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Consumerism

Updated on July 17, 2012


As I congratulate my mother-in-law on her birthday, I diligently try to hide the overwhelming guilt that is the result of my consumerist mindset. While the thrill of gift hunting has filled my browser's history pages, I have failed to buy her a gift. This year's birthday wish has been left hanging with no wrapped box to accompany it.

Gift giving is a social bonding medium and its value has been recognized by cultures throughout human history. Yet, the social value of gift giving does not justify the consumerism that surrounds gift buying and shopping in general. It is difficult to blame the consumer. After all a consumer fighting against consumerism is like a swimmer going against the current. If not deadly, it is certainly exhausting. Products are sold by creating images that appeal to public's emotional and psychological states. The desire to achieve the described states blindly walks people into the turmoil of consumption. It would, however, be unfair to blame the advertising agencies who create the ads. They are only the middle men in the transaction between the producer and the consumer.

The true guilty parties in this situation are the corporations and the government. Although the United States is a capitalistic country where companies are privately owned, their interests often cross paths creating a powerful force difficult to challenge. In today's presidential elections 7 figure numbers are often cited for the amount that a presidential candidate was able to raise in a given month. These figures alone demonstrate the strong connection between corporations and the government. At the crossroads of their interests sometimes lies a single solution. Revenue generation is the interest of corporations, satisfied citizenry is the interest of the government. However different these two goals may seem, they have been found to have the same solution. Advertising has successfully linked products and ideologies, such that use of an everyday product can come to have a greater ideological satisfaction for the user.


Lucky Strike Ad
Lucky Strike Ad | Source
MaxfactorAd1955
MaxfactorAd1955 | Source

Edward Bernay introduced the idea of social control through psychology in the early 1920s after WWI. According to his uncle Sigmund Freud, people were inherently dangerous; therefore, society must suppress the animal within the human. In the era of democracy, it would have been impossible to control people directly through coercion. People strongly believed that they lived in a state of freedom, and that authorities did not have a right to suppress them. Therefore, Bernay came up with a way to control the masses by appealing to their desires and immediately satisfying those desires with material goods. Cigarettes suddenly came to represent equality for women. Lipstick ads featured empowerment of women over men. “Sure way to tie him up” (1955, MaxFactor Ad). Consumption of products promising equality, power, love, intimacy, etc themselves create an illusionary life for those who purchase the products in hopes of gaining the advertised emotions. Tangible products have come to fill voids left from the lack of emotional satisfaction.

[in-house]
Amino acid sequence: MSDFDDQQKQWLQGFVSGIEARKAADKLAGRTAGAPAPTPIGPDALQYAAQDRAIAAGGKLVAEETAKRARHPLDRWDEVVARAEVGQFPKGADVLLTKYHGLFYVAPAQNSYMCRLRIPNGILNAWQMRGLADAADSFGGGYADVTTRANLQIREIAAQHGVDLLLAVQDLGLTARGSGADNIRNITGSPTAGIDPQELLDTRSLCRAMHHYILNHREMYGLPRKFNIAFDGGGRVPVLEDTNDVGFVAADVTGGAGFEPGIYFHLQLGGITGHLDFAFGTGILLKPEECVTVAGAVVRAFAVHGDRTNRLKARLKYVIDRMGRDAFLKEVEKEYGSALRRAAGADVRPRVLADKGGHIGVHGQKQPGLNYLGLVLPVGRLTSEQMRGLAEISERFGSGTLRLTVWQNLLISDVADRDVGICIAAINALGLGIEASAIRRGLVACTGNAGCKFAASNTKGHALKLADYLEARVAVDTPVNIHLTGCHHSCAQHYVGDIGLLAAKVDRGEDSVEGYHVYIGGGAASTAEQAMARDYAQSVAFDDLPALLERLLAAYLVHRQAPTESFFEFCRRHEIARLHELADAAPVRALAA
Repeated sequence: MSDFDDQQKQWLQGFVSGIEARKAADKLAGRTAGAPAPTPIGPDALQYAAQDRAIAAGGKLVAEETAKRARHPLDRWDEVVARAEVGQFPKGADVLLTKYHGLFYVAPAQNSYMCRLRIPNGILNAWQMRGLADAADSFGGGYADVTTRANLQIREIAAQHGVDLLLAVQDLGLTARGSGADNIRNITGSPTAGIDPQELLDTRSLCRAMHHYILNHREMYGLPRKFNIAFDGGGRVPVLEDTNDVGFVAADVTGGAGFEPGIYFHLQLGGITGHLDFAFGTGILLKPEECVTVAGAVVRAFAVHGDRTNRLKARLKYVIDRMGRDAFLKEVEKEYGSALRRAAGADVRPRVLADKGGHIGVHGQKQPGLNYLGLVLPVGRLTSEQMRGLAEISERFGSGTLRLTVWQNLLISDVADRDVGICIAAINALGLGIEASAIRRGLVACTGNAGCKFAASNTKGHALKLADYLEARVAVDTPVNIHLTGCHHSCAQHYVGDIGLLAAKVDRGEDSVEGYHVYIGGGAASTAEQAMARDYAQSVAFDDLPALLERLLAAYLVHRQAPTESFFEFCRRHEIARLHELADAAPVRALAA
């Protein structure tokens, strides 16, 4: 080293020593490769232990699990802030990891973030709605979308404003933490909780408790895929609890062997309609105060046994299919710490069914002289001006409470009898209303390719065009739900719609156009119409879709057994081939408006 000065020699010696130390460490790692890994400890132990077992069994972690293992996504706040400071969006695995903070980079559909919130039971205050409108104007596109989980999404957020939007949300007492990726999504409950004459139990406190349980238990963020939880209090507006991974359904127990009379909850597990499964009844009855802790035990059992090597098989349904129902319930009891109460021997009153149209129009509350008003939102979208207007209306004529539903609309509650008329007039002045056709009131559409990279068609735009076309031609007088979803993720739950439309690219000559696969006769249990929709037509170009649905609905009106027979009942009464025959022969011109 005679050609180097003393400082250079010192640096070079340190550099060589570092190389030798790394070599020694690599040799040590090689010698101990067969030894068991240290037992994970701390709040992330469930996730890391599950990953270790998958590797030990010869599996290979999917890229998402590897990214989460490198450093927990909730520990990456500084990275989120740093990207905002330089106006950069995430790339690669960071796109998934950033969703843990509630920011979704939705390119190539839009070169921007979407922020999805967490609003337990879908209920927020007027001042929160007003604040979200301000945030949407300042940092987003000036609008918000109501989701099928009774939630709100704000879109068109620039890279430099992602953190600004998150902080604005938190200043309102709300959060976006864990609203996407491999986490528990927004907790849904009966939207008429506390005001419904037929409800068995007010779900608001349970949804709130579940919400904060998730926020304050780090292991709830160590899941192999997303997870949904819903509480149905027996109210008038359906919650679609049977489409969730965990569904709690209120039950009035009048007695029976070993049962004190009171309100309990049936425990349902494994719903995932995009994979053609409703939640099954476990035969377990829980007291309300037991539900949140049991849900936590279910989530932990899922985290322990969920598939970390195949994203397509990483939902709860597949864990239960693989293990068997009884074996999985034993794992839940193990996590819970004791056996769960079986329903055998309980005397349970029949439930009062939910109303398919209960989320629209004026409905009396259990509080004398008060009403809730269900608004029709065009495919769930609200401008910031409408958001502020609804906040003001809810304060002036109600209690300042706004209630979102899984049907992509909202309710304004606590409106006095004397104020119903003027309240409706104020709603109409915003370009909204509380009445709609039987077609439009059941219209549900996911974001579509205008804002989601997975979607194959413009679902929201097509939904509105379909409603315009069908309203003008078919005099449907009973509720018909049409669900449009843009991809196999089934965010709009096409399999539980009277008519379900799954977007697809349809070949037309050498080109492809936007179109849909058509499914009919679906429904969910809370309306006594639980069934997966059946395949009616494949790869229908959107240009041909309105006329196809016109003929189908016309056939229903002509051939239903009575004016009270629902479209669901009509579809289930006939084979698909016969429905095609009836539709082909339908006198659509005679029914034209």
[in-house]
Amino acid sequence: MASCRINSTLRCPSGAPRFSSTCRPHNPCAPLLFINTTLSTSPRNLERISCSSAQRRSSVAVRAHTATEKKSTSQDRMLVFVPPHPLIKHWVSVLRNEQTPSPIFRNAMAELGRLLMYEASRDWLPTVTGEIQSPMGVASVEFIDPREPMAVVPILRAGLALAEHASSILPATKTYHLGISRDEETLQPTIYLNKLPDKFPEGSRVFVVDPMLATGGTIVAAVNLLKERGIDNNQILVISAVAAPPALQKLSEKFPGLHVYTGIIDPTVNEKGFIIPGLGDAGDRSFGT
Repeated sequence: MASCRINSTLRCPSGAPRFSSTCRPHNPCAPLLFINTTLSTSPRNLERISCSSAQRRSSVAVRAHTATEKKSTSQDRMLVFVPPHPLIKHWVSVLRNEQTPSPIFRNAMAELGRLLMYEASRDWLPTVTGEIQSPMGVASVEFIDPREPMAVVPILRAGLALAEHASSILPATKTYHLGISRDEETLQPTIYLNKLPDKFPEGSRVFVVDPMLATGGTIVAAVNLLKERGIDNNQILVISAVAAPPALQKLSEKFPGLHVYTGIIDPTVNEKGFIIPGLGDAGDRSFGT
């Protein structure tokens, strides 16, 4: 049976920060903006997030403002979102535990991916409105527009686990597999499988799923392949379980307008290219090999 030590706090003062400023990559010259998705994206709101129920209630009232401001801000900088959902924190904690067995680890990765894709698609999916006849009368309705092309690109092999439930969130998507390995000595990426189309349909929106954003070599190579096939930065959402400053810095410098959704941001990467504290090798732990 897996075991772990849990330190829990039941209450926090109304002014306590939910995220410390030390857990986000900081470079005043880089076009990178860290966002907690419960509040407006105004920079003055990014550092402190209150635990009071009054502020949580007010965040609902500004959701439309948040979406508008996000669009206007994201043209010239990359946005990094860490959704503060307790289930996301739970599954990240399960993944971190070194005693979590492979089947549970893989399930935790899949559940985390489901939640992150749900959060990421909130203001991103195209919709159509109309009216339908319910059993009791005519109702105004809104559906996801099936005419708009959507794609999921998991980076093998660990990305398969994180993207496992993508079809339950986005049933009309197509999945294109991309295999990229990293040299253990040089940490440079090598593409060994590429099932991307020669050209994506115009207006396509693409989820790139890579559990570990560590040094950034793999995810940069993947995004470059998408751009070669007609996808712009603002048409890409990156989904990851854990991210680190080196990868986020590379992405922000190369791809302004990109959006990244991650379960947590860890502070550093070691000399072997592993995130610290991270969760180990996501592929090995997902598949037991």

Philip Cushman states, “---the current self is constructed as empty, and as a result the state controls its population not by restricting the impulses of its citizens, as in Victorian times, but by creating and manipulating their wish to be soothed, organized, and made cohesive by momentarily filling them up”. The empty self according to Cushman is a self without a culture and context. It is a self that is robbed of traditional values and morals and instead is being continuously filled up by irrelevant goods that are someway appealing to the consumer’s emotions. According to Cushman with the expansion of consumerist society, the tradition and a sense of a community began to disappear.

This is exactly what the government desires; a group of people all guided with their self-interests and having no grounds for formation of a community. Thus the shaping of an “empty self” could be viewed as governmental policy. It is desirable for a government to have an unorganized and incommunicable society, since then there is no real threat to its authority from single individuals.

Advertising agencies claim that though people do not like to be told what to do, they like to be directed. Advertisers do exactly this. They direct the potential buyer to a longed psychological state with a sole purpose of selling the product. Yet the problem I see is not in the fashion of advertising, but rather in the reasons that it has been so successful. Ads are successful, because people are unhappy. Whether they are unhappy with their personal lives or their rights as citizens, is another issue. The fact is that both cooperations and government benefits from the illusionary happiness and satisfaction products create.

What are your thoughts on the subject?

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